Without a people’s convention and without a parliamentary supervised process inviting citizens to honest, transparent dialogue about the structure and purpose of a Voice, we were setting up the referendum to fail.
Many Australians with an Aboriginal heritage still suffer the effects of past dispossession and colonisation. The statistics speak for themselves. There is more we need to do to correct their continuing poverty, disadvantage and dispossession. When it comes to the Constitution, the unresolved question is whether those Australians with an Aboriginal heritage should be specifically recognised, not because they are poor, disadvantaged or dispossessed, but because they are the First Australians. Imagine that the time was to come when most Aboriginal Australians were no longer poor, disadvantaged and dispossessed. Would there still be a need to make special provision for them in the Constitution? Many of us think that the answer to that question is YES, and we can invoke many statements by recent popes to support that position. But the majority of our fellow citizens still need to be convinced that any permanent special provision should be more than minimal, symbolic recognition.
After the Mabo decision in 1992, I was addressing a group of lawyers. At the end of my presentation, one lawyer introduced himself: ‘My name is Murphy. If you are going to have special rights for the Aboriginal people, why not have special rights for the Irish?’ I answered, ‘Being a Brennan and my mother an O’Hara, I have considerable sympathy for the rights of the Irish. But I think the relevant comparison is not with the Irish in Australia, but with the Irish in Ireland. Though living on the other side of the globe, I take some delight in the thought that there is somewhere on God’s earth where the Irish can be as Irish as they like, as well or badly as they can, as selfishly or selflessly as they will. That’s just the way the Irish do it.’ I continued: ‘There is only one place on earth where Aboriginal people can be as Aboriginal as they like, and that’s here in the Land of the Holy Spirit, Australia. They may be only 3% of the population, but surely we have to provide for them to maintain their heritage and their culture as best they can in the modern post-colonial world of modern Australia.’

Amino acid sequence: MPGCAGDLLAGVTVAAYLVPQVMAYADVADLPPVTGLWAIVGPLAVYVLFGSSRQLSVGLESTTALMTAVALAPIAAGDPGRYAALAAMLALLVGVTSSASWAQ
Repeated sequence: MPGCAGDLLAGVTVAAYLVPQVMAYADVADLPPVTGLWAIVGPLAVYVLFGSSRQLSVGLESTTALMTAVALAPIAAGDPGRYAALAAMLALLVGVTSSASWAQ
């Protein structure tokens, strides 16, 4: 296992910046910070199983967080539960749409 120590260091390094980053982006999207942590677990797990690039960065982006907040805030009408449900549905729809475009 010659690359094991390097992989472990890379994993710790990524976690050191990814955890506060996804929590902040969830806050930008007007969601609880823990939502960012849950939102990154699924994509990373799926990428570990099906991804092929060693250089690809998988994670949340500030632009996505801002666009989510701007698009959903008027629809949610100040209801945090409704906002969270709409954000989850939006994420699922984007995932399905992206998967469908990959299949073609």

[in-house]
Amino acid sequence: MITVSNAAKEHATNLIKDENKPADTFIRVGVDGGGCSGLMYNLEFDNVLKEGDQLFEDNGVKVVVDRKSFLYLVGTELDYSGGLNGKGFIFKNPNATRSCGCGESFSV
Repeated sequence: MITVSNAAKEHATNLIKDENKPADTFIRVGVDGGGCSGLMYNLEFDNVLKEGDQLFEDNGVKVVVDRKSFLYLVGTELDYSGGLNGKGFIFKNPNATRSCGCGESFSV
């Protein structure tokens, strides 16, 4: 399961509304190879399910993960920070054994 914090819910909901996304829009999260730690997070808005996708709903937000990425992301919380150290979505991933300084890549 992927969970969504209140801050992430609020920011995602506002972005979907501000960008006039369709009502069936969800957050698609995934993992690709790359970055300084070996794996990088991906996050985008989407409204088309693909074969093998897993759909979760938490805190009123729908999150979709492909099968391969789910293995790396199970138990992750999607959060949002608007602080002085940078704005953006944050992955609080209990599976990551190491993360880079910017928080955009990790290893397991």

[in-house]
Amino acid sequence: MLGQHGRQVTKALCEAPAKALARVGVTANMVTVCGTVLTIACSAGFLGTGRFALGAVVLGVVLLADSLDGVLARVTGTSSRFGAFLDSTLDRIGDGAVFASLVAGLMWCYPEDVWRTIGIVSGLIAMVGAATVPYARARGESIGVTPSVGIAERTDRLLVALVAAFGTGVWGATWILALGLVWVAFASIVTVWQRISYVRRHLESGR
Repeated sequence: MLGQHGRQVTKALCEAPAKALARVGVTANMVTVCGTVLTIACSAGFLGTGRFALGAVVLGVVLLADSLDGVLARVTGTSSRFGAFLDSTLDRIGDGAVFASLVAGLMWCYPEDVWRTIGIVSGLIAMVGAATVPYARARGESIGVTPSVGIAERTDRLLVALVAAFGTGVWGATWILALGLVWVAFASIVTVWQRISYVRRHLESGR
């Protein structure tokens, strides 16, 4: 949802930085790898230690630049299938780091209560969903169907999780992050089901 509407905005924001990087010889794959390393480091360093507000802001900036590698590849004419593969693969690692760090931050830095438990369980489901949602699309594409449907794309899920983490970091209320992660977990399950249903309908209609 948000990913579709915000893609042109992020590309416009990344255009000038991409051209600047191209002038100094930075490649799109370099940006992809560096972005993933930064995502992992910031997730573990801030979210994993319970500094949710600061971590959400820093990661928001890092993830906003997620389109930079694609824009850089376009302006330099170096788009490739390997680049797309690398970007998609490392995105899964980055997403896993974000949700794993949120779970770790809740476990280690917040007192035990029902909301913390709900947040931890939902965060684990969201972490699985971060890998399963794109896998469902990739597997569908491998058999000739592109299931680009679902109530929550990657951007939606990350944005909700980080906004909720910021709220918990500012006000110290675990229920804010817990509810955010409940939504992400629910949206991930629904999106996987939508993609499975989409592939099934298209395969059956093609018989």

It will be another generation before we revisit the recognition of the First Australians in the Constitution. Let’s hope that we have done a better job by then convincing our fellow citizens that there will always be a need for some special laws and policies to be made for the First Australians and that it is unthinkable that such laws be made without some assurance that they will be adequately consulted. That assurance should be part of our Constitution.
Holding in our hearts the many Aboriginal and Torres Strait Islander people who will be feeling rejected this morning, we recall those words of Pope John Paul II at Alice Springs in 1986:
‘If you stay closely united, you are like a tree standing in the middle of a bush-fire sweeping through the timber. The leaves are scorched and the tough bark is scarred and burned; but inside the tree the sap is still flowing, and under the ground the roots are still strong. Like that tree you have endured the flames, and you still have the power to be reborn. The time for this rebirth is now!’
First published in the Catholic Out Look news from the diocese of Parramatta